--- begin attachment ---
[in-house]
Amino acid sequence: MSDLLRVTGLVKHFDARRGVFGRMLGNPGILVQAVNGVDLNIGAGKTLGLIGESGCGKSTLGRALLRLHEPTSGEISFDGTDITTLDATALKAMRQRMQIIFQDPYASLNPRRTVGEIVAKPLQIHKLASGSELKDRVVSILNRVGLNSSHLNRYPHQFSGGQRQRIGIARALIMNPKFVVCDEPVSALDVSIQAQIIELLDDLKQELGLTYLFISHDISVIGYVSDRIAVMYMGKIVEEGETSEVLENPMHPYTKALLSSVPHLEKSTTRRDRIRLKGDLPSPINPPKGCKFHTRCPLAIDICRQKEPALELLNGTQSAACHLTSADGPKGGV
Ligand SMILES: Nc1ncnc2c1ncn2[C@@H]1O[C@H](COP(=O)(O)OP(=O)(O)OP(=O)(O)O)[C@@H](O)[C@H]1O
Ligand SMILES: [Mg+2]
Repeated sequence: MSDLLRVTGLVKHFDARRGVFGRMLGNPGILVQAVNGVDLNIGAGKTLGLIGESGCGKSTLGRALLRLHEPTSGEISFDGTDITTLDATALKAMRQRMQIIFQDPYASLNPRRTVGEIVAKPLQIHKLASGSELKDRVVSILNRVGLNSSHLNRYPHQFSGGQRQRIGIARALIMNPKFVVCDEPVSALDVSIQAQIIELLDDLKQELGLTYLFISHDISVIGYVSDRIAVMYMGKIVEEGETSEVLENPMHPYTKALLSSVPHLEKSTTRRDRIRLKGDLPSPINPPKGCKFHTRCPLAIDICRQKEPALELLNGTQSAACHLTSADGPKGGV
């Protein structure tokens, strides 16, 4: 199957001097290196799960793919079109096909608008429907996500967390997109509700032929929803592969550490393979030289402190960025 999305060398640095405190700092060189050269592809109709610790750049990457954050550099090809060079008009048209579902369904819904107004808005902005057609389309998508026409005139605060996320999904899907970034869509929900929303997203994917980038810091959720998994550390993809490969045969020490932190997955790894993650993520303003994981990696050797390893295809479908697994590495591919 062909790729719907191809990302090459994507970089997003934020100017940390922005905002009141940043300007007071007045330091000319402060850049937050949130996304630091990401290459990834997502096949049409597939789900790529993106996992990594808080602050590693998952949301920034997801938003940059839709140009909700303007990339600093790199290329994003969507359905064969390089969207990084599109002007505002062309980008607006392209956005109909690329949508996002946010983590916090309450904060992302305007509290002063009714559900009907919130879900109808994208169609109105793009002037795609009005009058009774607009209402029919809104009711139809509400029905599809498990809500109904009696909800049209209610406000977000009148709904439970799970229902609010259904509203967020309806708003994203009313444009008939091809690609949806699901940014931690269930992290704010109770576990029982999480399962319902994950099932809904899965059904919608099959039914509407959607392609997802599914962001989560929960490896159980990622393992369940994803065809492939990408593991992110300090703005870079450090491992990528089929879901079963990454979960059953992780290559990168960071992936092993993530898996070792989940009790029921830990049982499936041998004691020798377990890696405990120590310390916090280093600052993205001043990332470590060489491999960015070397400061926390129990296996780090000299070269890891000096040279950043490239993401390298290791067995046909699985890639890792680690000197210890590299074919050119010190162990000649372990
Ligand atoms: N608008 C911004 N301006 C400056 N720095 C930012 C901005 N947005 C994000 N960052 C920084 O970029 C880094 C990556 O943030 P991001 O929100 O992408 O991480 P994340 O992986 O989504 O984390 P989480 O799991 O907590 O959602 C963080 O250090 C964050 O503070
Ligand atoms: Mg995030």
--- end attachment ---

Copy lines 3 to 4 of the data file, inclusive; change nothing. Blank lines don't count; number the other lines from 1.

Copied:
Ligand SMILES: Nc1ncnc2c1ncn2[C@@H]1O[C@H](COP(=O)(O)OP(=O)(O)OP(=O)(O)O)[C@@H](O)[C@H]1O
Ligand SMILES: [Mg+2]